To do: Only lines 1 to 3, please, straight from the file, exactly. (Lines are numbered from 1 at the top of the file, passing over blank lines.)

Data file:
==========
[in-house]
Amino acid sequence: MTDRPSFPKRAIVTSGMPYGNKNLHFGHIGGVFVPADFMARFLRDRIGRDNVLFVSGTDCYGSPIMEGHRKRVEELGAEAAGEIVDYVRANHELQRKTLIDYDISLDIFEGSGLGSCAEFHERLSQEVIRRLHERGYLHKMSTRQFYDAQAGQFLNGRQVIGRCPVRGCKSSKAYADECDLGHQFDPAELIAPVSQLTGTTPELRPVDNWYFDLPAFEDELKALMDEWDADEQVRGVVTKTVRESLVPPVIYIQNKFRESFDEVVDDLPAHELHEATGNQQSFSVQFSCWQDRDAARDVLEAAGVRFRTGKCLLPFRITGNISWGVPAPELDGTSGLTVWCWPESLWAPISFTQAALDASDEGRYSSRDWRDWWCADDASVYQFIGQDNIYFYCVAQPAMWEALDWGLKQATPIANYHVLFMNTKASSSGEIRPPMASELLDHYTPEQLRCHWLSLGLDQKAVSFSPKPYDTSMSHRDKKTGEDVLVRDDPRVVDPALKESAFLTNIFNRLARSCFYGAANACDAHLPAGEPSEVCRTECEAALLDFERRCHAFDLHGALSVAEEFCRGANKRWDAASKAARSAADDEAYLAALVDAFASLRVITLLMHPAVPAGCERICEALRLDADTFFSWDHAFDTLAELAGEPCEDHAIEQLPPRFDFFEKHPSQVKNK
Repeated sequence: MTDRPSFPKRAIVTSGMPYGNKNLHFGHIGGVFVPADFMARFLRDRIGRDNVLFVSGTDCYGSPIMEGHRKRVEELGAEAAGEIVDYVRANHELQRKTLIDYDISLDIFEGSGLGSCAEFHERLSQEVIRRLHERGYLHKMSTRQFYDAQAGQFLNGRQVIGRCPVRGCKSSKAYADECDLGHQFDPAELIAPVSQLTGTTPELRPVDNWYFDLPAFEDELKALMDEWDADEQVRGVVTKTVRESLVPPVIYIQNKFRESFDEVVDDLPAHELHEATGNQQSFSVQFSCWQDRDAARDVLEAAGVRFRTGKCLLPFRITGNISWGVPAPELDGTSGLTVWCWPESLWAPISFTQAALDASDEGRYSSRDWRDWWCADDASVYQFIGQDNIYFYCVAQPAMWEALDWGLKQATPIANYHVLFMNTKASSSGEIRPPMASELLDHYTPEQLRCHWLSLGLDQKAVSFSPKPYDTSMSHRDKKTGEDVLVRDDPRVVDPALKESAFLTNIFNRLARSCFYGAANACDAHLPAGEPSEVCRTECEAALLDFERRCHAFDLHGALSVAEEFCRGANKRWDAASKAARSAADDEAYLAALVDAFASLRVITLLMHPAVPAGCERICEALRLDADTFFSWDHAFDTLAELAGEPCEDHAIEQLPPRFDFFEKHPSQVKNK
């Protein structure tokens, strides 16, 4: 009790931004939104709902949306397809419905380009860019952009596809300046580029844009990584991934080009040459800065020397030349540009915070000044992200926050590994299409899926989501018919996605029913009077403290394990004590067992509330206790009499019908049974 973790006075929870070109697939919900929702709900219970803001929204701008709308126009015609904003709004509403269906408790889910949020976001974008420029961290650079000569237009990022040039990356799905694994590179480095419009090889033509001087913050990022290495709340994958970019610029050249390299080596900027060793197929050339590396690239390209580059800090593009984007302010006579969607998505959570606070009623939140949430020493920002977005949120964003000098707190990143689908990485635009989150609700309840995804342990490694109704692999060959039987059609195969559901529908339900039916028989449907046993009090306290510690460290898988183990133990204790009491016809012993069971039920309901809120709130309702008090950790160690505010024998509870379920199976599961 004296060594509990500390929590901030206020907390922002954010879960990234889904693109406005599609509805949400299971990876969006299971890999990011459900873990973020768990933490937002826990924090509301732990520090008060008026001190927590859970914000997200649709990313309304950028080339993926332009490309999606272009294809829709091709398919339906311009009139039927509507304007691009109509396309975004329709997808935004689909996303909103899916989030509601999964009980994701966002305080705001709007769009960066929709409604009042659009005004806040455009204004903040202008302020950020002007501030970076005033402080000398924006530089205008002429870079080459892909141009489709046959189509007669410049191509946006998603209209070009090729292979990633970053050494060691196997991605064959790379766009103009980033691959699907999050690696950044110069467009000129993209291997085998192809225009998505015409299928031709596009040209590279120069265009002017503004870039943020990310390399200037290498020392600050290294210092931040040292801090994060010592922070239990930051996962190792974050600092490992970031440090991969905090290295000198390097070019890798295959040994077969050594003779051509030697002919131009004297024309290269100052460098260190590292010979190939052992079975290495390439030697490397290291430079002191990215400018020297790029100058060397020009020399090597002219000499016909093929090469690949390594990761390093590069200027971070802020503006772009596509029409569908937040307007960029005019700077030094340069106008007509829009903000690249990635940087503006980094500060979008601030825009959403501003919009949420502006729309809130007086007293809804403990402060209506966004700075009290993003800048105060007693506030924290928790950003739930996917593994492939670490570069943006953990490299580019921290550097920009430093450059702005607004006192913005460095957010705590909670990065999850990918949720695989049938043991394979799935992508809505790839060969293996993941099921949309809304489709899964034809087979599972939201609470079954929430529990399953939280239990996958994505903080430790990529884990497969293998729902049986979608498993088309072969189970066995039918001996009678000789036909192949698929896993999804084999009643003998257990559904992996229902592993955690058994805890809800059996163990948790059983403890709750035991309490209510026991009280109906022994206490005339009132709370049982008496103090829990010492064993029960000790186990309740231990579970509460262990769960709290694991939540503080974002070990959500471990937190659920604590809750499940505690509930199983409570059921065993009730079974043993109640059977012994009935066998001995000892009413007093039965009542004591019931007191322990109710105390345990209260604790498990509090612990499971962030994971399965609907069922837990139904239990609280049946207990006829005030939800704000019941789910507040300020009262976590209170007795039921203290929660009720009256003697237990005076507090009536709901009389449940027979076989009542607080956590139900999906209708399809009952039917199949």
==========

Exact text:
[in-house]
Amino acid sequence: MTDRPSFPKRAIVTSGMPYGNKNLHFGHIGGVFVPADFMARFLRDRIGRDNVLFVSGTDCYGSPIMEGHRKRVEELGAEAAGEIVDYVRANHELQRKTLIDYDISLDIFEGSGLGSCAEFHERLSQEVIRRLHERGYLHKMSTRQFYDAQAGQFLNGRQVIGRCPVRGCKSSKAYADECDLGHQFDPAELIAPVSQLTGTTPELRPVDNWYFDLPAFEDELKALMDEWDADEQVRGVVTKTVRESLVPPVIYIQNKFRESFDEVVDDLPAHELHEATGNQQSFSVQFSCWQDRDAARDVLEAAGVRFRTGKCLLPFRITGNISWGVPAPELDGTSGLTVWCWPESLWAPISFTQAALDASDEGRYSSRDWRDWWCADDASVYQFIGQDNIYFYCVAQPAMWEALDWGLKQATPIANYHVLFMNTKASSSGEIRPPMASELLDHYTPEQLRCHWLSLGLDQKAVSFSPKPYDTSMSHRDKKTGEDVLVRDDPRVVDPALKESAFLTNIFNRLARSCFYGAANACDAHLPAGEPSEVCRTECEAALLDFERRCHAFDLHGALSVAEEFCRGANKRWDAASKAARSAADDEAYLAALVDAFASLRVITLLMHPAVPAGCERICEALRLDADTFFSWDHAFDTLAELAGEPCEDHAIEQLPPRFDFFEKHPSQVKNK
Repeated sequence: MTDRPSFPKRAIVTSGMPYGNKNLHFGHIGGVFVPADFMARFLRDRIGRDNVLFVSGTDCYGSPIMEGHRKRVEELGAEAAGEIVDYVRANHELQRKTLIDYDISLDIFEGSGLGSCAEFHERLSQEVIRRLHERGYLHKMSTRQFYDAQAGQFLNGRQVIGRCPVRGCKSSKAYADECDLGHQFDPAELIAPVSQLTGTTPELRPVDNWYFDLPAFEDELKALMDEWDADEQVRGVVTKTVRESLVPPVIYIQNKFRESFDEVVDDLPAHELHEATGNQQSFSVQFSCWQDRDAARDVLEAAGVRFRTGKCLLPFRITGNISWGVPAPELDGTSGLTVWCWPESLWAPISFTQAALDASDEGRYSSRDWRDWWCADDASVYQFIGQDNIYFYCVAQPAMWEALDWGLKQATPIANYHVLFMNTKASSSGEIRPPMASELLDHYTPEQLRCHWLSLGLDQKAVSFSPKPYDTSMSHRDKKTGEDVLVRDDPRVVDPALKESAFLTNIFNRLARSCFYGAANACDAHLPAGEPSEVCRTECEAALLDFERRCHAFDLHGALSVAEEFCRGANKRWDAASKAARSAADDEAYLAALVDAFASLRVITLLMHPAVPAGCERICEALRLDADTFFSWDHAFDTLAELAGEPCEDHAIEQLPPRFDFFEKHPSQVKNK